October 16, 2019, 06:39:09 PM
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Topic: Life enantiopure  (Read 366 times)

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Offline Enthalpy

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Life enantiopure
« on: July 01, 2019, 05:48:18 AM »
Hello dear friends!

Many molecules of life are found enantiopure in organisms. From time to time, a paper or article wants this to result from some minimally unsymmetrical physics law, for instance the weak interaction influencing chemical reactions. Though, I don't see why anything more than chance should be the reason.

On Earth, present or past life (in fossil fuels, limestone...) hoards the components of life, notably carbon, so much that we call "organic" the compounds of carbon. In CO2, carbon is available to both forms. So if at some point "left" and "right" organisms and molecules coexist(ed) on the planet, they would compete for the available carbon and other components.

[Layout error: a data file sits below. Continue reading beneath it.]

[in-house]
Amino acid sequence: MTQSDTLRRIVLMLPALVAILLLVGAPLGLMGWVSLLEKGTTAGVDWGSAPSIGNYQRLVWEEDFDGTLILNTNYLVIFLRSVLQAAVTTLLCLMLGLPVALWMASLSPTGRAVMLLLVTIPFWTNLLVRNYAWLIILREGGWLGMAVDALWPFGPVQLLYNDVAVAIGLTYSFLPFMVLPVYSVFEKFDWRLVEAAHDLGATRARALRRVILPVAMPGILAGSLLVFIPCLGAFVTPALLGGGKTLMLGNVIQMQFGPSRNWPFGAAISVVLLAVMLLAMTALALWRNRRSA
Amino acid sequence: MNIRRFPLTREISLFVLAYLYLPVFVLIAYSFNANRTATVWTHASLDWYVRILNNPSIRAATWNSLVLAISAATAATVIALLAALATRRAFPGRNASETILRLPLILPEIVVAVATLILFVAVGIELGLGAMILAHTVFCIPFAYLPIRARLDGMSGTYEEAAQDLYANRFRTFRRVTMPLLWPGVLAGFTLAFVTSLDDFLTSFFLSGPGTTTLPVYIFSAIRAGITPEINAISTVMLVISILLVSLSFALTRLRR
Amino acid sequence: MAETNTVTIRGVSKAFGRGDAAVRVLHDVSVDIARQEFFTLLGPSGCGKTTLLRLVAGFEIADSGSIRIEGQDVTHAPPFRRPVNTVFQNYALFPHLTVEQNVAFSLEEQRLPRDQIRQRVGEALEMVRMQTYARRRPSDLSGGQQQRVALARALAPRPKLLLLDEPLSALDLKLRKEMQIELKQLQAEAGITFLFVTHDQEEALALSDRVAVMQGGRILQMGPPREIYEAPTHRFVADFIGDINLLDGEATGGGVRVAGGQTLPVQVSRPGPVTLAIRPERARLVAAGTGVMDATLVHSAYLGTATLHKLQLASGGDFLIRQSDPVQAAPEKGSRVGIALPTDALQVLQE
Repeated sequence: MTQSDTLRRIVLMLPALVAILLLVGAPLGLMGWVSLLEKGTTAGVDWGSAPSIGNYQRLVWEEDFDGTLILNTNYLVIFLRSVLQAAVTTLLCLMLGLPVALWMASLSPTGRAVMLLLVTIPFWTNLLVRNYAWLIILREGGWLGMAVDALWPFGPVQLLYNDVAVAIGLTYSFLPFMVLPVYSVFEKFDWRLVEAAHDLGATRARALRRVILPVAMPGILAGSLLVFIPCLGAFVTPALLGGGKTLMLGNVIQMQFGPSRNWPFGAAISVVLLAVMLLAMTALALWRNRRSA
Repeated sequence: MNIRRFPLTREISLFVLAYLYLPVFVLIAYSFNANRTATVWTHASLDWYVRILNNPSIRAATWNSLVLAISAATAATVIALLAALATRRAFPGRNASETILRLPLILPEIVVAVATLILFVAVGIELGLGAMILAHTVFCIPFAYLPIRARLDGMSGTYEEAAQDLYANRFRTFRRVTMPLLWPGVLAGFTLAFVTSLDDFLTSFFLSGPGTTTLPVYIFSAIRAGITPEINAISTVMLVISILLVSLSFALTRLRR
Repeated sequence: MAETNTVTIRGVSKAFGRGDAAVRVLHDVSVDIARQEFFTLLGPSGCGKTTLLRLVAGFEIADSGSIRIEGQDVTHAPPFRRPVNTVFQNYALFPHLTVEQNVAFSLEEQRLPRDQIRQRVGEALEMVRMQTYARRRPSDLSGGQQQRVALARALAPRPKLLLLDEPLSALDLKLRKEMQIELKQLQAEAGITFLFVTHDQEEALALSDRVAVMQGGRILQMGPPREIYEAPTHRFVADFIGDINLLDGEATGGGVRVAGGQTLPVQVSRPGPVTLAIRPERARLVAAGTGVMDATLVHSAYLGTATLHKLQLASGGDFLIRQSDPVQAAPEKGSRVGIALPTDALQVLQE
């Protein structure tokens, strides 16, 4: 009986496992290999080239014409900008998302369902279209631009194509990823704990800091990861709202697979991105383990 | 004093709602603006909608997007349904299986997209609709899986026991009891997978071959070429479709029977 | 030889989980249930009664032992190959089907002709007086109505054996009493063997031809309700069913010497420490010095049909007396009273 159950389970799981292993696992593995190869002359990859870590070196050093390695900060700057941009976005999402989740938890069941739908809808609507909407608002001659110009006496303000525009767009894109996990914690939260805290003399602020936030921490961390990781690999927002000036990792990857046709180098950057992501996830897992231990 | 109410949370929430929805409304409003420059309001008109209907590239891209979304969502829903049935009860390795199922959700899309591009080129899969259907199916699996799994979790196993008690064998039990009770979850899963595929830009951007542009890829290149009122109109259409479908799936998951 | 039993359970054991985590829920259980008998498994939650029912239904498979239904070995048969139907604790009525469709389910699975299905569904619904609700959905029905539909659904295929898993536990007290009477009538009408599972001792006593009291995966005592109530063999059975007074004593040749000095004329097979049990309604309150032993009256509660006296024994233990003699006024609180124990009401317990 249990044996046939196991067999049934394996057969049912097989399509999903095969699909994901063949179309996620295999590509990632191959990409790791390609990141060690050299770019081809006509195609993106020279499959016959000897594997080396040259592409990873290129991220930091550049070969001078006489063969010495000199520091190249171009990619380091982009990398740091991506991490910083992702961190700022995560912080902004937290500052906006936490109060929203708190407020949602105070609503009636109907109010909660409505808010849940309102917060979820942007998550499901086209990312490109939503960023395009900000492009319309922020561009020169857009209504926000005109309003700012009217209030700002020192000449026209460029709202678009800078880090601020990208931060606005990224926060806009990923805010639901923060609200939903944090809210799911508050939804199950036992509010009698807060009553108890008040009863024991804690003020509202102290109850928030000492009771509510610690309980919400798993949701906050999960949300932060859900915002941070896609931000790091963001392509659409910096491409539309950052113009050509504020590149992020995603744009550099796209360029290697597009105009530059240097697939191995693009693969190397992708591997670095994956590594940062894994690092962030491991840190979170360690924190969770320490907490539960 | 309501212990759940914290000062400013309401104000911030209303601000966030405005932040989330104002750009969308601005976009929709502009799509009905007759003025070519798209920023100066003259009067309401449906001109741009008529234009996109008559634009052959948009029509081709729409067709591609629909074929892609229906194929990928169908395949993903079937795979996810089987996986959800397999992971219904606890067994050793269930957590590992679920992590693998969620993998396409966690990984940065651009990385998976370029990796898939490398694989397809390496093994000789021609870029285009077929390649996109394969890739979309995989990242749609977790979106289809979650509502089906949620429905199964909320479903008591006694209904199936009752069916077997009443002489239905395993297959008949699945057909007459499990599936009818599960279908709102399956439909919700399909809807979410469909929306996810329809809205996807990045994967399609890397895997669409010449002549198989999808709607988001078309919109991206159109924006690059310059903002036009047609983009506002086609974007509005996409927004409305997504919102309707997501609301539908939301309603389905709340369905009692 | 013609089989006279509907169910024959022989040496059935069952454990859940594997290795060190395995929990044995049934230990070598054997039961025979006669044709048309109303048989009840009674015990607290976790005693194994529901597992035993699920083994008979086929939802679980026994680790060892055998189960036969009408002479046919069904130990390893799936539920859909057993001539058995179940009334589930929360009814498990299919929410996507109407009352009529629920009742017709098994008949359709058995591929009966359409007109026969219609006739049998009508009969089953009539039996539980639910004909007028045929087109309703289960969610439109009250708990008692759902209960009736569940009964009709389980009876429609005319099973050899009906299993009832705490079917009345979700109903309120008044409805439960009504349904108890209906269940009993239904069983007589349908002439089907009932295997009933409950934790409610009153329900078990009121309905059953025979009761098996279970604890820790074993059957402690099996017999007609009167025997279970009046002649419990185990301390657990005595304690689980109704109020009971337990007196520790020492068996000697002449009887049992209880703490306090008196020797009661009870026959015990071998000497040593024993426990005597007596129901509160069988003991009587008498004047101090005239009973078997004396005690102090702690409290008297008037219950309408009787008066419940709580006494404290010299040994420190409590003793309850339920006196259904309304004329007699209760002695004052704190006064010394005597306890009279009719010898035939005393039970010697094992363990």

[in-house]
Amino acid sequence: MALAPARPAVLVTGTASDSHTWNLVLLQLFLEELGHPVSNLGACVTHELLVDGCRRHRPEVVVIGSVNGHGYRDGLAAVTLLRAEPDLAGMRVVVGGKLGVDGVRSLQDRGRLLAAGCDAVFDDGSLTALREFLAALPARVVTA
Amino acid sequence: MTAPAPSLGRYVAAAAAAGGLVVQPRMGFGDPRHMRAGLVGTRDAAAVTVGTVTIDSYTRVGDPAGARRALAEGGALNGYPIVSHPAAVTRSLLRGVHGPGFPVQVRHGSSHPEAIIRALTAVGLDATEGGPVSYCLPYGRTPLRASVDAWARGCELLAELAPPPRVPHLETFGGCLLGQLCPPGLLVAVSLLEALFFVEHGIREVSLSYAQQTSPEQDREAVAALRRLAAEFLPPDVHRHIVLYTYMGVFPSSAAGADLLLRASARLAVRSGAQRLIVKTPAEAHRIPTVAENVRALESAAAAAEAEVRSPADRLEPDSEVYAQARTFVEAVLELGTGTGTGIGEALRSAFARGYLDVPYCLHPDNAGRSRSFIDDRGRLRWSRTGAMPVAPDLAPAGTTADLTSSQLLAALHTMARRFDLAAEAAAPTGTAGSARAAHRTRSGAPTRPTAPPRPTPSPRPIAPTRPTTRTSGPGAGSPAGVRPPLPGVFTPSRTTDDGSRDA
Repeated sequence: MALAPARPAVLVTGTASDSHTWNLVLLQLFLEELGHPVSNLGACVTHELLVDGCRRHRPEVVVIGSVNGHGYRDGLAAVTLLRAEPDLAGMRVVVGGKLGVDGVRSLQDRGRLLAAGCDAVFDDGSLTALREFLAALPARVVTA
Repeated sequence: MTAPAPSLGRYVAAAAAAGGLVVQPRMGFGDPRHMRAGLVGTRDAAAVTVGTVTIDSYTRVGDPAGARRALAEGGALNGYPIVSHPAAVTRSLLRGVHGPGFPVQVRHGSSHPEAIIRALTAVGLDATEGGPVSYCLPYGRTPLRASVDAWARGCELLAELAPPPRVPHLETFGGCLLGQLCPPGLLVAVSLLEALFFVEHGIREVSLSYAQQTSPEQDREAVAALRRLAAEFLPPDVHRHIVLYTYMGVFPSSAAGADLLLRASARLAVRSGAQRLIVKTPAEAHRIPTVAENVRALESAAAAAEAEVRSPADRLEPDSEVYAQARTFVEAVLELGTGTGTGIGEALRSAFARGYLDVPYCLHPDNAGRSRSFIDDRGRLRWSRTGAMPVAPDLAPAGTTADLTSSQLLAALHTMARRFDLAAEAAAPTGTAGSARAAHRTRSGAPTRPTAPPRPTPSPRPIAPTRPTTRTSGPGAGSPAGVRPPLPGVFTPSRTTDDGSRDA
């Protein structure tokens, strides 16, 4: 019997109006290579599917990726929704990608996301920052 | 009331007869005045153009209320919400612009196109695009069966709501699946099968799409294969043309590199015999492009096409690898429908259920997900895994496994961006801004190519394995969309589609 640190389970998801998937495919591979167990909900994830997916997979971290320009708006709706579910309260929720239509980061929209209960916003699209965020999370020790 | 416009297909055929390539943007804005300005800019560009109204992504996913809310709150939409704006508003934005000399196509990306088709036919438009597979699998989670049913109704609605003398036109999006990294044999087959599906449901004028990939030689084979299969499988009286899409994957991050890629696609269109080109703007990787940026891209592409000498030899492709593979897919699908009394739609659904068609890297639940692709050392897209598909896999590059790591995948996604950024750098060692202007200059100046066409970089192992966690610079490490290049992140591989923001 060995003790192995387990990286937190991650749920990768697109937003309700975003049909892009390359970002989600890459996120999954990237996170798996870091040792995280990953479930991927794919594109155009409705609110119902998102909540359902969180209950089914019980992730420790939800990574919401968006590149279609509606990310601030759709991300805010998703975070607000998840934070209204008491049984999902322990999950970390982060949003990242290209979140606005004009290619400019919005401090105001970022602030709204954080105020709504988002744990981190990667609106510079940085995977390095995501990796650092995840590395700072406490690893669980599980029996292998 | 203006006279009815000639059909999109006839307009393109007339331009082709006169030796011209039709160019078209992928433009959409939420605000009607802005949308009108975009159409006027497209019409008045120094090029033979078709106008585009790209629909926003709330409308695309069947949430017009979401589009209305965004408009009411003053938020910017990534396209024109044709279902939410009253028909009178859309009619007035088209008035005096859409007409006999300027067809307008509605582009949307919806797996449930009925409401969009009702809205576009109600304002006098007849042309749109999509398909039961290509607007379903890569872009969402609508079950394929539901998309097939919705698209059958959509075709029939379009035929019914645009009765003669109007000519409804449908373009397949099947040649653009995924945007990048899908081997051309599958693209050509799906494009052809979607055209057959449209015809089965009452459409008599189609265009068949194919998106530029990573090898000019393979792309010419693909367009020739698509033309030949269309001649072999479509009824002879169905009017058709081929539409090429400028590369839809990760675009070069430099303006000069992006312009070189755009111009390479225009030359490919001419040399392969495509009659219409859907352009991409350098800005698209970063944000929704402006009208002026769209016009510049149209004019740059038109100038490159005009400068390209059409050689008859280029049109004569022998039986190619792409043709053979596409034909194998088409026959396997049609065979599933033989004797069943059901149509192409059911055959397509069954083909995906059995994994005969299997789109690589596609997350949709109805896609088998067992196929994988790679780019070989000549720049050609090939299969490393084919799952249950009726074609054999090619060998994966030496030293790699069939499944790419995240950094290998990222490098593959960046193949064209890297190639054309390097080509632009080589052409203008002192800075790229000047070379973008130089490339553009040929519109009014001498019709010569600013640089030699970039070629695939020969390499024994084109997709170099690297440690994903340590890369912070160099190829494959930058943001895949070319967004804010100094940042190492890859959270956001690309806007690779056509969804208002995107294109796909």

Considering also that life reproduces itself enantiopure, including from one species to an other as they pass the same amino-acids and so on during a mutation, I believe that one enantiomer has to win over the other.

So life left- or righthanded on Earth would only result from which enantiomers appeared first. The other could have won just as well.

Comments, dissent, additions, corrections please?
Marc Schaefer, aka Enthalpy

Offline jeffmoonchop

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Re: Life enantiopure
« Reply #1 on: July 01, 2019, 10:29:34 PM »
Maybe one enantiomer has a function whereas the other doesn't.

Offline clarkstill

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Re: Life enantiopure
« Reply #2 on: July 02, 2019, 07:13:52 AM »
Maybe one enantiomer has a function whereas the other doesn't.

Can you give an example? I'm struggling to think of such a function in a prebiotic world consisting only of achiral molecules and racemates...

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